Near Westside Initiative faces uncertain future, partners continue green revitalization
Near Westside Initiative's uncertain future
When the Near Westside Initiative was founded in 2006, Syracuse University played a large role financially and administratively. Now, SU is pulling its support from the cooperative revitalization effort and taking its funding with it. This could limit future residential rehabilitation and revitalization plans that can be done in the Westside neighborhood.
Home HeadQuarters Inc. and the Syracuse Center of Excellence plan to continue the work set out by the Near Westside Initiative to better the neighborhood and make it more sustainable with or without the nonprofit.
Sheena Solomon, acting as the volunteer leader of the initiative since its board chairman left in December, said that their work is not yet over.
“The organization is just in transition,” she said in response to concerns that work on the Near Westside was stalled or completely stopped. “It’s hard to do projects when you’re in transition.”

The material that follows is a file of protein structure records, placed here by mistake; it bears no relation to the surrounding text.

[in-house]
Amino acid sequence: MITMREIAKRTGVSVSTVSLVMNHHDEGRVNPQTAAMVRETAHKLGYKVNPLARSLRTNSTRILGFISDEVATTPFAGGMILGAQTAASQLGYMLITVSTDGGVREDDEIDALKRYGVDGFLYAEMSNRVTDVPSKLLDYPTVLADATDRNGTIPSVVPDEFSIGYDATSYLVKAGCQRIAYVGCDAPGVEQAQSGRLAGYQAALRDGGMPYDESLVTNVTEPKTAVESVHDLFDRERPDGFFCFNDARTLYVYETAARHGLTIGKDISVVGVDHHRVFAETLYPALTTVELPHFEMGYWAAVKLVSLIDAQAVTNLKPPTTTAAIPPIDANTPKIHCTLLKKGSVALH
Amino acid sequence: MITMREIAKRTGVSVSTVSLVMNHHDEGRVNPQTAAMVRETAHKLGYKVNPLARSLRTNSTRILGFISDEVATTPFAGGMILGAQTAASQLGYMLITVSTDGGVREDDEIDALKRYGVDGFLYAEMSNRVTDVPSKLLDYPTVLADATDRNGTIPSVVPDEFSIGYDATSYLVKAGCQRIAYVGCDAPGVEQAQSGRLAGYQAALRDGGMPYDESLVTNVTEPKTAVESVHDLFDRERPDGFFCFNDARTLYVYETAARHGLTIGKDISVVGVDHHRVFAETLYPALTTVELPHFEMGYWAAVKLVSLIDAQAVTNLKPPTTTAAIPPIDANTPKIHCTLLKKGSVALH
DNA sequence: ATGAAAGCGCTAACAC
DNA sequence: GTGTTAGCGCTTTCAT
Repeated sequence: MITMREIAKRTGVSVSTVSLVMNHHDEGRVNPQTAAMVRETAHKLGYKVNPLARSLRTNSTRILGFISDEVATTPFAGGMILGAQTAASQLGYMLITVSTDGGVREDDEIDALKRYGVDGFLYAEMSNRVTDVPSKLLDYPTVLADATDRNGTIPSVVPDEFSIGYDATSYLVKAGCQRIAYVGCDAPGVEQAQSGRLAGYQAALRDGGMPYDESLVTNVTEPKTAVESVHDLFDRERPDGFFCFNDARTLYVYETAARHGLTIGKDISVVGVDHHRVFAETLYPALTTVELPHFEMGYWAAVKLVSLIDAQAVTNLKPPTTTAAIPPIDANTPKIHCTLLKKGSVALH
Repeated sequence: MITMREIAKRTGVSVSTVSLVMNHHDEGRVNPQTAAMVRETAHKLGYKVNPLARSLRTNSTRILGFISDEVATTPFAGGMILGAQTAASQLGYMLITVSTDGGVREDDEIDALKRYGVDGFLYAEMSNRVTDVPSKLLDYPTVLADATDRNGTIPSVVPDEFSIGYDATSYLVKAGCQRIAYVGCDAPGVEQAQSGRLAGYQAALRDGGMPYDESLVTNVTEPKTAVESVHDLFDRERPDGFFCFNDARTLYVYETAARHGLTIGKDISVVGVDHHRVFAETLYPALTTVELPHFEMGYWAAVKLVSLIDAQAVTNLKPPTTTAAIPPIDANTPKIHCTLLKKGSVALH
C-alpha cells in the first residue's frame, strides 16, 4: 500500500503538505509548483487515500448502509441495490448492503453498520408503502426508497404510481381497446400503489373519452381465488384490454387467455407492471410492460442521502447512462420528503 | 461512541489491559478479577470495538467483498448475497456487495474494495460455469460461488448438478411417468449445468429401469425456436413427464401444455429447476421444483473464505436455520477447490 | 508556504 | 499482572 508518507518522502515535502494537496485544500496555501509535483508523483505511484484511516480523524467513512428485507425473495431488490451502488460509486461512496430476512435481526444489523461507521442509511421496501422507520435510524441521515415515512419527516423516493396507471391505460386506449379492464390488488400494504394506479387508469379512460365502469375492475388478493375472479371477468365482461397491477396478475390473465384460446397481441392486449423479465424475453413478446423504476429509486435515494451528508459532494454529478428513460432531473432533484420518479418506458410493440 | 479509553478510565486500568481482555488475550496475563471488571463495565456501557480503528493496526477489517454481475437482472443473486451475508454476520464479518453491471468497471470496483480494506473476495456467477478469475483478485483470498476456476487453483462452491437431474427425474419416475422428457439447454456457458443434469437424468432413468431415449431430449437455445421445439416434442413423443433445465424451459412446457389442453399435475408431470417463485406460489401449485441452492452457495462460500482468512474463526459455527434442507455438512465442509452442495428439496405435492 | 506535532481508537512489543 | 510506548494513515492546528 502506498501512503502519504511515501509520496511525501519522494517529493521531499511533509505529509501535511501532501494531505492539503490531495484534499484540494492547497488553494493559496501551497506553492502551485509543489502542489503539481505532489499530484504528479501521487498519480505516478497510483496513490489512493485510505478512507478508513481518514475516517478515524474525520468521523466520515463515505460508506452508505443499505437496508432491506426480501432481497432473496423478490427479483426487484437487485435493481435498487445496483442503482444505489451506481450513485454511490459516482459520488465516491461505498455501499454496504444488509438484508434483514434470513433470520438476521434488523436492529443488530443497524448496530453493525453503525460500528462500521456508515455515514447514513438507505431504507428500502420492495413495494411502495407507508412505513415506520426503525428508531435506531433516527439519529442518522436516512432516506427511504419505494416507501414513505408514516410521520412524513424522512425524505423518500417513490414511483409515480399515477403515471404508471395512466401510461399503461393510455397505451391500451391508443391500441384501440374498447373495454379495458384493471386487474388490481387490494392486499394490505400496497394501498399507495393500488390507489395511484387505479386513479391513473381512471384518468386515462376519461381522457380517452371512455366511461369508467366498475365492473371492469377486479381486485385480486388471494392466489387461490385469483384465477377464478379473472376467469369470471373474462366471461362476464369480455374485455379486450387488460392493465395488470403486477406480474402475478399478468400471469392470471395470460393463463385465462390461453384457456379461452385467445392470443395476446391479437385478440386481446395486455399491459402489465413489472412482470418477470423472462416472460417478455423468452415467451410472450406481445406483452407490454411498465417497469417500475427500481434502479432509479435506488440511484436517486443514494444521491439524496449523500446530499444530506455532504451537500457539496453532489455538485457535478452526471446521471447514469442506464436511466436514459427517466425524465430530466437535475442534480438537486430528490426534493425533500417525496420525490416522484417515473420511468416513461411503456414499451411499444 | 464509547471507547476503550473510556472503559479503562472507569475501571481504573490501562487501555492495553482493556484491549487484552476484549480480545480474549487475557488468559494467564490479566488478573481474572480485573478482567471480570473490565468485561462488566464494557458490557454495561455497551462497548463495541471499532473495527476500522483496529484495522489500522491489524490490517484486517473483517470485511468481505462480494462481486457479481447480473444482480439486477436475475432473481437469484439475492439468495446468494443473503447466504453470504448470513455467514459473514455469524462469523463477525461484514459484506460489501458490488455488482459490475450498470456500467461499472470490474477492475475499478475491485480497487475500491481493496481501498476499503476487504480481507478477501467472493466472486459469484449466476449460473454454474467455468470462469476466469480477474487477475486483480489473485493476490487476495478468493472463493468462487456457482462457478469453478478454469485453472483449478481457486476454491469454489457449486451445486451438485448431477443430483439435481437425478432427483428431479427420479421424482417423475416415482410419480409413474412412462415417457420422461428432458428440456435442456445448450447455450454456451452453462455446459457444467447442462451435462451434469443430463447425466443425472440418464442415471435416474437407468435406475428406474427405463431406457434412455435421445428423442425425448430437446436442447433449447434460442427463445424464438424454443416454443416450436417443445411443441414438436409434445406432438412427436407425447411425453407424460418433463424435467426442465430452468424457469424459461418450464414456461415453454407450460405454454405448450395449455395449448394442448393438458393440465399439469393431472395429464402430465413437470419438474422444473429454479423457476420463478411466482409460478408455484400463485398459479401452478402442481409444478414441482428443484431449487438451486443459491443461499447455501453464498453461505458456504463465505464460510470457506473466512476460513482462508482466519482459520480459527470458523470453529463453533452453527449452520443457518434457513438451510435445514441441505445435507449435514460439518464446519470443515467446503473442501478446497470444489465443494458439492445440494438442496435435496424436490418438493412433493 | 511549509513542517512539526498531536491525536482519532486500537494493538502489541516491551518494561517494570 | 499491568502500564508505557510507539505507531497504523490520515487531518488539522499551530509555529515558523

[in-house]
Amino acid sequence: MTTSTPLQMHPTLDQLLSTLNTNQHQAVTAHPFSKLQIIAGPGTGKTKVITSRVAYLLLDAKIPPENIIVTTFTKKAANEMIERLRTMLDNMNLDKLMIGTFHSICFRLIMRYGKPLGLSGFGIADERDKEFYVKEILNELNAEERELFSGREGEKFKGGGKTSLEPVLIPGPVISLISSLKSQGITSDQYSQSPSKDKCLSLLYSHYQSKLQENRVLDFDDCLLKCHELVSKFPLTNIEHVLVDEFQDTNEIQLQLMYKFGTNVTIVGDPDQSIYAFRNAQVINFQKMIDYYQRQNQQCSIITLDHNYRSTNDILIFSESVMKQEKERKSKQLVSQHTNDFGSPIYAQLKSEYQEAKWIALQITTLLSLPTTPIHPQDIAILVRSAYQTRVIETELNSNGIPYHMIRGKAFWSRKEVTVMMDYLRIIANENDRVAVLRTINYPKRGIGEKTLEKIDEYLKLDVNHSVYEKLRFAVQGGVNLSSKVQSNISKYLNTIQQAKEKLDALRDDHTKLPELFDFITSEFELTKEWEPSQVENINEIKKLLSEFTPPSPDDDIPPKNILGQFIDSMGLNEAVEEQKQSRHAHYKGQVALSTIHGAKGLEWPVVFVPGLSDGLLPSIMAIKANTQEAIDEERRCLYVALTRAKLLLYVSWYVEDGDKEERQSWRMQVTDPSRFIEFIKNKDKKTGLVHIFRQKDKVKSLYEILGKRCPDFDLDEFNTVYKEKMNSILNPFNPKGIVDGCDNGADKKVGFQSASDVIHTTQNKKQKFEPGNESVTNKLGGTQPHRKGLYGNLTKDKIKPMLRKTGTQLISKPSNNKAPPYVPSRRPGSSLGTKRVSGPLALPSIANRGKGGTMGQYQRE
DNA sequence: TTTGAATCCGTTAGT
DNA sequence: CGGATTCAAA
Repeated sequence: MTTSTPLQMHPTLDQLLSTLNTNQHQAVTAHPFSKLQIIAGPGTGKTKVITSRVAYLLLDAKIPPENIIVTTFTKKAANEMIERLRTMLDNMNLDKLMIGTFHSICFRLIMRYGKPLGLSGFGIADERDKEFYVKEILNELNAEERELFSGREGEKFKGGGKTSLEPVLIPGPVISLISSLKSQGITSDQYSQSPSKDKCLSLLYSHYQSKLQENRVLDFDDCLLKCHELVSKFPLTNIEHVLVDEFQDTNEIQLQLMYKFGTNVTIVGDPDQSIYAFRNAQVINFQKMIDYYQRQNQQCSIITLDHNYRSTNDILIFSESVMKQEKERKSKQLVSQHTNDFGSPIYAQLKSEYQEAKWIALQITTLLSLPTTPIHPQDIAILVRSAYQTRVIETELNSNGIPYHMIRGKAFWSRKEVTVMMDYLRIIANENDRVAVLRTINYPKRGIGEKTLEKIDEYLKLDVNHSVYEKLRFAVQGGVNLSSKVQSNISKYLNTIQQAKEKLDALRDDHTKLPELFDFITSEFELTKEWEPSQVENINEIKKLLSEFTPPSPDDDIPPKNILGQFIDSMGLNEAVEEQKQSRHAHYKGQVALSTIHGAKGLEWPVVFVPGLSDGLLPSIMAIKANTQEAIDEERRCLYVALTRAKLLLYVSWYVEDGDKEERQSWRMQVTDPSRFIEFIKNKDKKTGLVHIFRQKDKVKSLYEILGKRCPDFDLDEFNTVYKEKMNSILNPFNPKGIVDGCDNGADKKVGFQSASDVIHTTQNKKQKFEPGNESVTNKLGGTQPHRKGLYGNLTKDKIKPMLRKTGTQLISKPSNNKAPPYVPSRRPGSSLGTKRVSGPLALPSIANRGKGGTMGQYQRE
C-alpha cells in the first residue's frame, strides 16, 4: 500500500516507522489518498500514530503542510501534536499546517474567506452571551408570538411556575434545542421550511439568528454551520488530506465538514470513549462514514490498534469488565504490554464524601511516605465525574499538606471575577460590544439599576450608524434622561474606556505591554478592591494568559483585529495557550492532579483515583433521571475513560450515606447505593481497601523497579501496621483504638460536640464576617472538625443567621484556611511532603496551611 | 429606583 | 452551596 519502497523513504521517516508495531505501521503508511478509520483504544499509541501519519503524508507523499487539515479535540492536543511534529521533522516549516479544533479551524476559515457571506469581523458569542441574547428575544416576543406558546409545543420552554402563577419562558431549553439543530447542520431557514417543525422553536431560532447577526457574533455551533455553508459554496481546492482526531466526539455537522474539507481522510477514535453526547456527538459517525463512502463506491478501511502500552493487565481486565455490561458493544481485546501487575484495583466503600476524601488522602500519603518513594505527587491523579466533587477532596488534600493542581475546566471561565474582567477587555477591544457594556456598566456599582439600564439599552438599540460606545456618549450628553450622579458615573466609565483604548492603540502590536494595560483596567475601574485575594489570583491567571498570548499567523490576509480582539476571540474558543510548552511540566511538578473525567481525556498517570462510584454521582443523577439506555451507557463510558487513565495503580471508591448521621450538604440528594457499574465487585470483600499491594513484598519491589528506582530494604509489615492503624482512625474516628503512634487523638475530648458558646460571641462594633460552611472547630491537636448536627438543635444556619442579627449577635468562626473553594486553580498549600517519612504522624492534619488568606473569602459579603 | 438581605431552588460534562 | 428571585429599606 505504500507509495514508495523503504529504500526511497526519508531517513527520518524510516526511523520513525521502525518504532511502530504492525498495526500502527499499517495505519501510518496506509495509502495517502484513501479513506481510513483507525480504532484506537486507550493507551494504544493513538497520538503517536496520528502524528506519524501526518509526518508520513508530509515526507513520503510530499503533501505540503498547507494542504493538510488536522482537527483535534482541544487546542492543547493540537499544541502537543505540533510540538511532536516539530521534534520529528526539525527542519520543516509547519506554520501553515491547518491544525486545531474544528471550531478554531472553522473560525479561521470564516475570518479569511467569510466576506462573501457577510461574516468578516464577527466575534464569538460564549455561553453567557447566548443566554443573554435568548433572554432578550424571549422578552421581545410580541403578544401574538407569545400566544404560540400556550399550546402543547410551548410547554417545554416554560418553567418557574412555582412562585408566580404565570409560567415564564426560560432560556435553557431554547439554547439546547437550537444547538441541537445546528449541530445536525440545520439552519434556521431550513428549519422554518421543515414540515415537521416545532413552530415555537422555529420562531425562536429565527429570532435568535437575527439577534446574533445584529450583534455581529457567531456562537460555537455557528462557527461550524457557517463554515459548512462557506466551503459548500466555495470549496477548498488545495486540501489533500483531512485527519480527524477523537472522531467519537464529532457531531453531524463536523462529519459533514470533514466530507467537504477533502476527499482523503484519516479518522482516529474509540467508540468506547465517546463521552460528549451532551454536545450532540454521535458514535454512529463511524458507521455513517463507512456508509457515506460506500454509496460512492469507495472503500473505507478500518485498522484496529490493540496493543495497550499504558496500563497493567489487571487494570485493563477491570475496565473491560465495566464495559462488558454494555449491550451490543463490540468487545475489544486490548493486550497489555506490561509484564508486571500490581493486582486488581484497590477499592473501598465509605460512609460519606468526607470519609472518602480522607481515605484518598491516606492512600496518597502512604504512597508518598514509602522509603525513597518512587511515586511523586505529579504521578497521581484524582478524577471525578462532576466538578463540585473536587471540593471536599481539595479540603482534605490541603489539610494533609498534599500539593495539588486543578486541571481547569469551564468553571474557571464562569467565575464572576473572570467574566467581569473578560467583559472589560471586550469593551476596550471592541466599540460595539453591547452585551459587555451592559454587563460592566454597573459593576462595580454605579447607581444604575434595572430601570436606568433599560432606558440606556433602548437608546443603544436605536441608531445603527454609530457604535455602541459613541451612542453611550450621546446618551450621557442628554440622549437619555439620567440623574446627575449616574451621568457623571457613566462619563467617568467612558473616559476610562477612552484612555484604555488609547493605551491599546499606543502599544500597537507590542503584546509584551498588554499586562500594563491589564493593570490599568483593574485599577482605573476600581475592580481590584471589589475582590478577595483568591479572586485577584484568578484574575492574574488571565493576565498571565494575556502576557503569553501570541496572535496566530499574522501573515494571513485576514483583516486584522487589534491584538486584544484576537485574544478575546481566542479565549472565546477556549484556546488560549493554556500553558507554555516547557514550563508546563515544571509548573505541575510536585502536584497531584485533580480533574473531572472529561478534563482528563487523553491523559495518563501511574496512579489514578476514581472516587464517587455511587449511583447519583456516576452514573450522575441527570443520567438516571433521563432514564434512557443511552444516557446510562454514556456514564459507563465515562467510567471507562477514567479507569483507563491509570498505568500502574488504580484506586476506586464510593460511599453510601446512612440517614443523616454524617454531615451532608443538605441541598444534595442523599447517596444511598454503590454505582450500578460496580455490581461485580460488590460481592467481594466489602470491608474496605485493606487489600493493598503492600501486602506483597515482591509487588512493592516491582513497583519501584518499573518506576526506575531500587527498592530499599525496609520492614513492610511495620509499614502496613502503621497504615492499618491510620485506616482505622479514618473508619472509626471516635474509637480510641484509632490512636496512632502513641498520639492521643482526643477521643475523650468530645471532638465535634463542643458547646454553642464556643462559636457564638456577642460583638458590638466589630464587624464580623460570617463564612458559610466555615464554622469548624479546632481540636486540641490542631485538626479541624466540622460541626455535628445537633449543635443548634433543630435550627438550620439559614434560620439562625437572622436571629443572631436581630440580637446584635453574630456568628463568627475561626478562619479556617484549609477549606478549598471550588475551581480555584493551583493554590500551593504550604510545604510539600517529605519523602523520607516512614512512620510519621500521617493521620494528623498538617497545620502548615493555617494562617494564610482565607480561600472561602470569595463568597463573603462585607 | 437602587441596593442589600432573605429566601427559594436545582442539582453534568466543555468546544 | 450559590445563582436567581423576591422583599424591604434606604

Home HeadQuarters has two new projects on the horizon, according to Crystal Cosentino, chief compliance and operations officer. The nonprofit is a community housing development organization that has partnered with the Near Westside Initiative to revamp old homes in the past.
The first project is at 1022 W. Fayette St. and will house a restaurant and three apartments. The second project, which will begin construction shortly, is roughly a $3.7 million development on the corner of Ontario and Otisco streets called Resilient Corners. It will include eight single-family homes, a renovated mixed-use building and a community laundromat, said Cosentino.
These projects will contribute to several goals of the Central New York Regional Sustainability Plan. Environmental goals have been central to the Near Westside Initiative’s plan since its inception. The Center of Excellence, which works to spur innovation in energy and environmental systems, was a founding member of the collaborative.